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May 20, 2014

'Love wins' for gay couples in Pennsylvania

HARRISBURG — Mike Bartholomew and his longtime partner, Mike Escobar, visited the Northumberland County Courthouse in Sunbury over the years and joked that they were looking for a marriage license.

 Now, they can actually get one.

Bartholomew and Escobar, who've been partners for 24 years, joined about 100 other people at a rally at the Capitol on Tuesday afternoon to celebrate U.S. District Court Judge John E. Jones III's decision striking down Pennsylvania's ban on same-sex marriage.

Bartholomew, who grew up in Sunbury, said they'd refused to travel to another state to get married, telling themselves "it didn't matter."

Escobar agreed that a marriage license is simply "a piece of paper." The couple, who live in Elizabethtown, are committed to each other with or without it, he said.

Still, said Escobar, Tuesday’s ruling was important because it shows that the government recognizes that he and Bartholomew have the same rights as heterosexual couples.

“I finally feel like an American,” said Escobar. “I felt unequal.”

Bartholomew said he's glad Pennsylvania is the 19th state in which same-sex marriages are legal. “I’m just glad that we weren’t the 50th state to do it,” he said.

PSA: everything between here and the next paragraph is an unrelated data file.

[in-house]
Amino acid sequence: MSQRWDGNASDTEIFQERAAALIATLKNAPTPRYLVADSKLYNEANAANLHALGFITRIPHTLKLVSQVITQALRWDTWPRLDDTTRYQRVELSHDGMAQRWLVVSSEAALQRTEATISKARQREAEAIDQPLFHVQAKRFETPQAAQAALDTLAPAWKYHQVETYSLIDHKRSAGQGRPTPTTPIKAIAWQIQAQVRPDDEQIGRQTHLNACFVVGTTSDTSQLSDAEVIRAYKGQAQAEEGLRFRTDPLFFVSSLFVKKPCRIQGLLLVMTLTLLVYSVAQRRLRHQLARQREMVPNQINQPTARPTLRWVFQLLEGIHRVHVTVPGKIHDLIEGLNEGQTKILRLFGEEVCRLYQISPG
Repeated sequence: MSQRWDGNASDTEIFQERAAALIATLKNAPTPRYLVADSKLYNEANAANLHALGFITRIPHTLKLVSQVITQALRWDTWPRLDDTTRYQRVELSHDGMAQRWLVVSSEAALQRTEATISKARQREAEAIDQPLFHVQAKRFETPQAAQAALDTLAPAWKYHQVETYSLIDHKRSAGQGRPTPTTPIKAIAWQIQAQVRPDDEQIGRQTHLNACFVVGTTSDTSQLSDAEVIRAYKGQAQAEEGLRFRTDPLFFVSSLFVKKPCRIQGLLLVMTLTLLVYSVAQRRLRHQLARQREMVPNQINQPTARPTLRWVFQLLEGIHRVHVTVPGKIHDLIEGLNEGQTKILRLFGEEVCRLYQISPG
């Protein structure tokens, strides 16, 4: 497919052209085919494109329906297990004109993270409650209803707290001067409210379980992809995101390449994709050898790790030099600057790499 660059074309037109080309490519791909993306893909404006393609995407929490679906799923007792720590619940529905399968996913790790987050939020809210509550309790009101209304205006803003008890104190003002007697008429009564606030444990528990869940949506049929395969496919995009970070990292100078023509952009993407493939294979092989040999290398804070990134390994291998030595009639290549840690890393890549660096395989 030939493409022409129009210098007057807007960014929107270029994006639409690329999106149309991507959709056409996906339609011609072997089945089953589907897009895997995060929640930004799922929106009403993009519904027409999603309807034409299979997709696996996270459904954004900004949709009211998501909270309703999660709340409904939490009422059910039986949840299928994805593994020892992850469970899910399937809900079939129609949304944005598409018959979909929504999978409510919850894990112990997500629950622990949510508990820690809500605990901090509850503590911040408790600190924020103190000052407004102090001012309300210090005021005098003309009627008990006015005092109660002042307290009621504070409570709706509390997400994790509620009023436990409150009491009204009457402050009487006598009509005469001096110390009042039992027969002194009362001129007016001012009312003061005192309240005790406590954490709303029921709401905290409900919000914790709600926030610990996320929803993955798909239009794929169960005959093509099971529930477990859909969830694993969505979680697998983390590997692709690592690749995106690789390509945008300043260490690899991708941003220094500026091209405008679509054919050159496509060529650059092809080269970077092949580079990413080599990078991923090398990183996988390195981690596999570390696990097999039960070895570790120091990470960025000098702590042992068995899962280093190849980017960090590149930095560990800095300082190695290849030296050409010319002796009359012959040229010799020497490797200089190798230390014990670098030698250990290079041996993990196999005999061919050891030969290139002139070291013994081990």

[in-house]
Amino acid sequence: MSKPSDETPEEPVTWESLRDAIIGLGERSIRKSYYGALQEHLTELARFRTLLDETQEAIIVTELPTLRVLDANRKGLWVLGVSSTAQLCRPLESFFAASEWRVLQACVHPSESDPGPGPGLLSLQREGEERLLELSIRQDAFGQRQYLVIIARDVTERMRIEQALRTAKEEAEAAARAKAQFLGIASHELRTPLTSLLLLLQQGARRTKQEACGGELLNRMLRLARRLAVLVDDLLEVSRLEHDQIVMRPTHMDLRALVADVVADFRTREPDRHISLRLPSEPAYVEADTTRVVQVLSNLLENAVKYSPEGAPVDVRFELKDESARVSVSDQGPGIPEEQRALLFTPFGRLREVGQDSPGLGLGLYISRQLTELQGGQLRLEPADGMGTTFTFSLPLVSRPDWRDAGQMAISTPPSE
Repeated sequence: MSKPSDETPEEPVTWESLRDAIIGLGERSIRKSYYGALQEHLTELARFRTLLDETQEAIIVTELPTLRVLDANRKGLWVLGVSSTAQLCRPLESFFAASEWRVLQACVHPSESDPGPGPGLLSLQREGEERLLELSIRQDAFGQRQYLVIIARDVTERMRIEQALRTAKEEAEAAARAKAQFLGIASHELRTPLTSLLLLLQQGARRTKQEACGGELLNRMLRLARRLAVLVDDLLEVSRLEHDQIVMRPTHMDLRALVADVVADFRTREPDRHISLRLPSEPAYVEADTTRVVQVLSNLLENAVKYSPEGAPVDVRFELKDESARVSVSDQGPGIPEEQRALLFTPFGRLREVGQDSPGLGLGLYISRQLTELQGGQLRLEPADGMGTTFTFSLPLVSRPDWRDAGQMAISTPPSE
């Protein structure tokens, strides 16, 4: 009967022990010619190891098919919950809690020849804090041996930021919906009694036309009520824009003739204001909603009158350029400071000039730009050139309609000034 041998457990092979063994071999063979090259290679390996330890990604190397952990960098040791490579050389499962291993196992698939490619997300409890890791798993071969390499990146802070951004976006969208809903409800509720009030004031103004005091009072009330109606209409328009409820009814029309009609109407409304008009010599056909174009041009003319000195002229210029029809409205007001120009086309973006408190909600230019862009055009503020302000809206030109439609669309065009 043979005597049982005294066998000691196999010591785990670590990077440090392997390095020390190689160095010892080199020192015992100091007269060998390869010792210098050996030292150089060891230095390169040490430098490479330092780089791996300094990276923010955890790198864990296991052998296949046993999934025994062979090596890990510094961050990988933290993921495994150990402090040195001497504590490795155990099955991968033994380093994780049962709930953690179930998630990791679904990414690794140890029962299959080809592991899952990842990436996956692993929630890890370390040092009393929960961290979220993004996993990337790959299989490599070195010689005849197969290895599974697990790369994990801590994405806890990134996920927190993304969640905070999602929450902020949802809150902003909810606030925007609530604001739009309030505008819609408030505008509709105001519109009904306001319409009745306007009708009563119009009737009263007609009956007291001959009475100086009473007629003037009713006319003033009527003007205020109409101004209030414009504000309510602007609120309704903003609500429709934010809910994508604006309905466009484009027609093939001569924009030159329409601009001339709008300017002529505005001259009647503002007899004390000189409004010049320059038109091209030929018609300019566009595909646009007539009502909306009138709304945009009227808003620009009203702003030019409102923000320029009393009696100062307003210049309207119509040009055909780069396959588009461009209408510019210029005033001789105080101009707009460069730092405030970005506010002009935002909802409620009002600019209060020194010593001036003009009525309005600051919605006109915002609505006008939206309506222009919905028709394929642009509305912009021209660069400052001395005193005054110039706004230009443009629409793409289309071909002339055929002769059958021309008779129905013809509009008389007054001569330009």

It was a sentiment shared by Paul Whitman and Tom Kinser, who also attended the rally to celebrate.

Whitman and Kinser met at church; they belong to the Metropolitan Community Church of the Spirit in Harrisburg, a congregation created by and for those in the lesbian, gay, bisexual and transgender community.

They’ve lived together for two years, and Kinser has proposed, but they didn’t want to get a marriage license in a state where they don’t live.

Whitman said he believes it’s appropriate that the state where the Declaration of Independence was drafted to include the phrase “all men are created equal,” has recognized that same-sex couples should be treated equally.

Pennsylvania’s version of the Defense of Marriage Act, defining marriage as a union between a man and a woman, was passed by the state Legislature in 1996.

Ted Martin, executive director Equality PA, one of the organizations that joined the ACLU in challenging the Pennsylvania ban, said Tuesday's victory is important but challenges remain for homosexual couples.

“You can still be fired for putting your wedding pictures on your desk at work,” he told the crowd at the Capitol.

The token word of caution didn’t dampen the celebratory atmosphere.

Andy Hoover, legislative director of the ACLU in Pennsylvania, started the rally with: “We won! Love wins!”

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